You know that moment when you feel the jolt of being knocked out of your calm or usual emotional state? Maybe you’re walking down the street and someone bangs into you. Or, you’re in your car and someone cuts you off. Perhaps someone hurts or embarrasses you. Or, your partner, co-worker, parent or child annoys you or lets you down. It could be anything that causes an emotional jolt to our nervous system. That jolt is the force of our emotions and impulses propelling us to react. Some of us respond aggressively, with threats or retaliation. Some of us retreat, avoiding something that might be important to consider. Maybe we reach for a drug or a drink. Whatever we do in that immediate moment, where we are all reaction and no thought is likely not in our long-term best interest. When something like this happens to me or when I witness it happening to someone I care about like my husband, Jon, I release some tension and inject a dose of humor into the situation by asking, Is this a George Costanza moment?
For Seinfeld fans, you know what I mean. A George Costanza moment is when you must do the OPPOSITE of your instinct or impulse.
All of us benefit from taking the time to slow down, so we can notice and validate our emotions, and remember our long term goals and values.
George noticed that his life was not going in the right direction. He decided to do something different: to not repeat the same things over and over that brought him dissatisfaction. He wanted to see how it turned out if he tried something new.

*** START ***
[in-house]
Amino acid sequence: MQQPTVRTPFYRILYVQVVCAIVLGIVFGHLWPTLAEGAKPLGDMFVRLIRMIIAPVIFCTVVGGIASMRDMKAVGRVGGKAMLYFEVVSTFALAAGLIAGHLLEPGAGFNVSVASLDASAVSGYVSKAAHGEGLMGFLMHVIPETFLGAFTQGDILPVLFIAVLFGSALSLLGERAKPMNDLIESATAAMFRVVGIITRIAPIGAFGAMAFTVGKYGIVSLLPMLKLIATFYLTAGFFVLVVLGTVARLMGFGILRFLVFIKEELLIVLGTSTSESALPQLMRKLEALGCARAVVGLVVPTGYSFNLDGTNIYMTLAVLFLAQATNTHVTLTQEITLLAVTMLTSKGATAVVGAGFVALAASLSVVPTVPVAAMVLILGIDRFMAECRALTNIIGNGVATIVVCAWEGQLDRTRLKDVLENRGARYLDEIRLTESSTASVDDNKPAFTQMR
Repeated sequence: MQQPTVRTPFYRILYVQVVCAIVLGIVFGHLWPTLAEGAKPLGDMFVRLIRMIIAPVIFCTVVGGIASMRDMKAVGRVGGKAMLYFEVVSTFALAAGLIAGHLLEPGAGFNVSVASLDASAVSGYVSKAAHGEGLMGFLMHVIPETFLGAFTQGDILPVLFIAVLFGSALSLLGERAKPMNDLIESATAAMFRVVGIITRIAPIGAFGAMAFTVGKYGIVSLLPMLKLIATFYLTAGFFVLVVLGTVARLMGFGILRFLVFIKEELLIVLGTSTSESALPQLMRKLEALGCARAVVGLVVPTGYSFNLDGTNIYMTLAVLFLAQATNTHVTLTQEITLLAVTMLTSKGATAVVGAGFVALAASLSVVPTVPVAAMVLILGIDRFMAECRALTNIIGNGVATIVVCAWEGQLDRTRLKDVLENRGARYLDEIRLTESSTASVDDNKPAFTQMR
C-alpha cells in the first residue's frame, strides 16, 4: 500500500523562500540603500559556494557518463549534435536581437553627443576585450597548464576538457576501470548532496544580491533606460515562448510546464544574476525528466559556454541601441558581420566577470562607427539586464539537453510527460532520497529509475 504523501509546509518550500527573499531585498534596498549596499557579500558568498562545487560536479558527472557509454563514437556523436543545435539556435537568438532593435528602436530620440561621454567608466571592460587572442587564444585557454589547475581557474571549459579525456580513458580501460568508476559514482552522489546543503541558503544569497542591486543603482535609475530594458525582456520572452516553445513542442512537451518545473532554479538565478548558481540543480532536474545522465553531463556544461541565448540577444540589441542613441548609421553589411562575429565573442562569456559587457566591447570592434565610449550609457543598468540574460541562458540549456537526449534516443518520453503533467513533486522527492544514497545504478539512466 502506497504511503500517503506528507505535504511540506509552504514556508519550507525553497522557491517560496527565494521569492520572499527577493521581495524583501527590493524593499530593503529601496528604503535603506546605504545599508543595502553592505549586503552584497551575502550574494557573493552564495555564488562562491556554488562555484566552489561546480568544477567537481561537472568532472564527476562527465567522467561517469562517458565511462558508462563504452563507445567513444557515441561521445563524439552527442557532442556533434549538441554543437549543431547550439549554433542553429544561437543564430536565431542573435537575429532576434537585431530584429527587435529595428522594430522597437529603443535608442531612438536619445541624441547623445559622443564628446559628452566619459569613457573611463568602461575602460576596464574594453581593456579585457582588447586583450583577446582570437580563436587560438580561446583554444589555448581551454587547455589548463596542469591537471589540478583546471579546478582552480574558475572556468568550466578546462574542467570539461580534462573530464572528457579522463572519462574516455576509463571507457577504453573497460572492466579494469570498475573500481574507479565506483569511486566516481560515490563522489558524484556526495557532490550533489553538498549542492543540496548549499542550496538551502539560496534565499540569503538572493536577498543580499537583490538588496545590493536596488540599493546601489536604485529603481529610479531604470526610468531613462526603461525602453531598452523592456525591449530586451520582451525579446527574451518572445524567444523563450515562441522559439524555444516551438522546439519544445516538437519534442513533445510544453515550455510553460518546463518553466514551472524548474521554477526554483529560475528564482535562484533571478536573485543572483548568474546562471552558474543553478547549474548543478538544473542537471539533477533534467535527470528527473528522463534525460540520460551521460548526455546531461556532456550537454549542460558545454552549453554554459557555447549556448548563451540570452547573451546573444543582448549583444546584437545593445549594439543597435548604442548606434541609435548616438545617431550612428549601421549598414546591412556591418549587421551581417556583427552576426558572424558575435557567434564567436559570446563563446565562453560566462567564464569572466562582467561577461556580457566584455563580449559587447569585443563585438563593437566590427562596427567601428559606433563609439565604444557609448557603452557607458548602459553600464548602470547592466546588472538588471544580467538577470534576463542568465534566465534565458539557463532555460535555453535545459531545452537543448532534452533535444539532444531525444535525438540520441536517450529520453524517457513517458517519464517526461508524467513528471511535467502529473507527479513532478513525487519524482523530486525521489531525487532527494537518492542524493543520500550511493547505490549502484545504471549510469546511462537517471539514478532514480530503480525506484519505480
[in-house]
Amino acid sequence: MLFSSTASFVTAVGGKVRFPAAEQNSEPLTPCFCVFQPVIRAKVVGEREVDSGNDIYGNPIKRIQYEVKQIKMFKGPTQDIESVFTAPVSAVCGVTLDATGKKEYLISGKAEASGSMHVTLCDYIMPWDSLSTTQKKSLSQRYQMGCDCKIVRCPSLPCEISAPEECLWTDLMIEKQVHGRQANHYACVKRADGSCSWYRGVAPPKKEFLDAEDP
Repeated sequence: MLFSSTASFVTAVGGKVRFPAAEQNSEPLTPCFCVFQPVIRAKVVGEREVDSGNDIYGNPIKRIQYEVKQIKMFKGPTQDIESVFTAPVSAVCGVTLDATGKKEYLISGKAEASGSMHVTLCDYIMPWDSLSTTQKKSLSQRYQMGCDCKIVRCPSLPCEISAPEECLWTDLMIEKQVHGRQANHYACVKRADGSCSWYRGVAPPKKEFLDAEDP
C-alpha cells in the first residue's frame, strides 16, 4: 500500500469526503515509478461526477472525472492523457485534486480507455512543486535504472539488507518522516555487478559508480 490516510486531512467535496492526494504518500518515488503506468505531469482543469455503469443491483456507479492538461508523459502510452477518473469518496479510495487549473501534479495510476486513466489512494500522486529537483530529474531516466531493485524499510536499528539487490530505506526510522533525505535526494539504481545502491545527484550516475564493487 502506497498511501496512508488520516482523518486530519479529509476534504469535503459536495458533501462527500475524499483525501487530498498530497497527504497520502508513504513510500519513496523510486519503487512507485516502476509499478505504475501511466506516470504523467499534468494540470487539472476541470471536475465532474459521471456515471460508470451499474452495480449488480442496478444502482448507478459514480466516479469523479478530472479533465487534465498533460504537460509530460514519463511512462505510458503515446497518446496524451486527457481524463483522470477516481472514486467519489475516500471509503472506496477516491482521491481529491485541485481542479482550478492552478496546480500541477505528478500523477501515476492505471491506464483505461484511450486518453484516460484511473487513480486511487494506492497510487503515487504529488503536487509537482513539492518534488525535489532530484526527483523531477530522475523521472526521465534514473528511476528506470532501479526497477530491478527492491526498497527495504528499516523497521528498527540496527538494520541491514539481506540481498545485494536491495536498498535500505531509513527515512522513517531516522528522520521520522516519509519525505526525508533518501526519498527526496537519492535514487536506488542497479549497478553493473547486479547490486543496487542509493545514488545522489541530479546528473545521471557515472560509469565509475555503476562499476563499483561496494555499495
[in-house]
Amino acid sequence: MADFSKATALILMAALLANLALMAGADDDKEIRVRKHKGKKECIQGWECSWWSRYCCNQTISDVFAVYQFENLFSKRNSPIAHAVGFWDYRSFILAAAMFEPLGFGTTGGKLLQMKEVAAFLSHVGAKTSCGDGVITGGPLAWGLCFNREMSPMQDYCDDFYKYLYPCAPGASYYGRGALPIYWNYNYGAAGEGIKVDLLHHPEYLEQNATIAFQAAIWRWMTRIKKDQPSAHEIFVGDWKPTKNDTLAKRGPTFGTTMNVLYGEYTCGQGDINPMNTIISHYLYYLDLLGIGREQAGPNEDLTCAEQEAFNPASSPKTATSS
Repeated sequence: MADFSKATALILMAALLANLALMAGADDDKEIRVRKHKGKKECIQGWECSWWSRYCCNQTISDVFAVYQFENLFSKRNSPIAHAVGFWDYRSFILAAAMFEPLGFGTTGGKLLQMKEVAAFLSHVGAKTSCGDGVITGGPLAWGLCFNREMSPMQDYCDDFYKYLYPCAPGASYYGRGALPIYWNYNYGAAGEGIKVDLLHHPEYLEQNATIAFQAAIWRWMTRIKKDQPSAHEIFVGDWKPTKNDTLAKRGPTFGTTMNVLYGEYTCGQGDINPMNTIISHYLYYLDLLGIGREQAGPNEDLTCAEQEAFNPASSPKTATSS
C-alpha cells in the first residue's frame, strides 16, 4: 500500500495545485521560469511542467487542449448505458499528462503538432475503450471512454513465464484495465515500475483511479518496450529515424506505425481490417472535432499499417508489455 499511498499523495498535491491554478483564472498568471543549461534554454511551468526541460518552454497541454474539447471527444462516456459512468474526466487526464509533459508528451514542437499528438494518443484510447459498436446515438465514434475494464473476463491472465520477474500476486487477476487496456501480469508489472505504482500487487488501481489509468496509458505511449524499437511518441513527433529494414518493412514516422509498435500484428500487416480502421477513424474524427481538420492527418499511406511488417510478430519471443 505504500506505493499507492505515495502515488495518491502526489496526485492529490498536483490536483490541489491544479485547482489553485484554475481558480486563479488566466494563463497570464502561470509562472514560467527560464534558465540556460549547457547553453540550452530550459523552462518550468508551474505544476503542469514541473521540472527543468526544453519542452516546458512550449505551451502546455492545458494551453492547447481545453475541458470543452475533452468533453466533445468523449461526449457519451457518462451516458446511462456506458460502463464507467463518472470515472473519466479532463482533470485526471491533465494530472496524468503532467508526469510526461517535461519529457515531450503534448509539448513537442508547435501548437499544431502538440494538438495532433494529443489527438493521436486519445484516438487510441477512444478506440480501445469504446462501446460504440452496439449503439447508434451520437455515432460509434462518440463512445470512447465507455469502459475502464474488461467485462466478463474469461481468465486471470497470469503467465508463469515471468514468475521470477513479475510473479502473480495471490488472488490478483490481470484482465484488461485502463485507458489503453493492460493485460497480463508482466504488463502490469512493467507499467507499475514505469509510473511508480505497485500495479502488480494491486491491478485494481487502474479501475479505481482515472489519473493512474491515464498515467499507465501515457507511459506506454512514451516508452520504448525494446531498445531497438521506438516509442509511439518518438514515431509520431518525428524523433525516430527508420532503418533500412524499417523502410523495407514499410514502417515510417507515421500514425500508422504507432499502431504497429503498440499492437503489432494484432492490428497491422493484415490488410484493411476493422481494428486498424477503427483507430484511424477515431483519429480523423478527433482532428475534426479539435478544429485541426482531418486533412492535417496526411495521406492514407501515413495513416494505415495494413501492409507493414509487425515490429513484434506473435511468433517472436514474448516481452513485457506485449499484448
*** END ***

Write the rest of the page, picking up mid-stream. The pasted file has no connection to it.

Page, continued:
Last weekend as I was riding the Metronorth train to Connecticut. A guy on my train yelled at another guy, "What are YOU looking at?" I saw the other guy start to react with hostility. This situation I thought could easily escalate into a brawl where people around could get hurt. This was a George Costanza moment. Each of them should have done the opposite of their reactive impulse like, for example, apologize or clarify his intention.
When it's a George Costanza moment, even though every bone in your body pulls you to react, DON’T! Instead, pause and use self control to slow your mind down. Take deep breaths. Take a walk. Call a friend. Sleep on it. And, work the Change Triangle to validate your emotions. All of these actions calm us, make us less reactive, and more thoughtful. The goal is to act in accordance with our long term values and life goals. Acting quickly may satisfy impulses, but sadly, it often leads to regret and poor outcomes. Here’s the 3 min video snippet of the moment of realization for George Costanza for your viewing pleasure and amusement:
When every bone in your body tells you to “DO SOMETHING!” and you feel your brain and body revving up, this is the time for the counter-intuitive action. This is a George Costanza moment! Do the opposite of your impulse and SLOW DOWN! When you slow down, more thoughtful and beneficial actions are accessible for consideration. There is always time to act later.
Is this a George Costanza moment? Try it and let me know how it goes. A+ just for trying!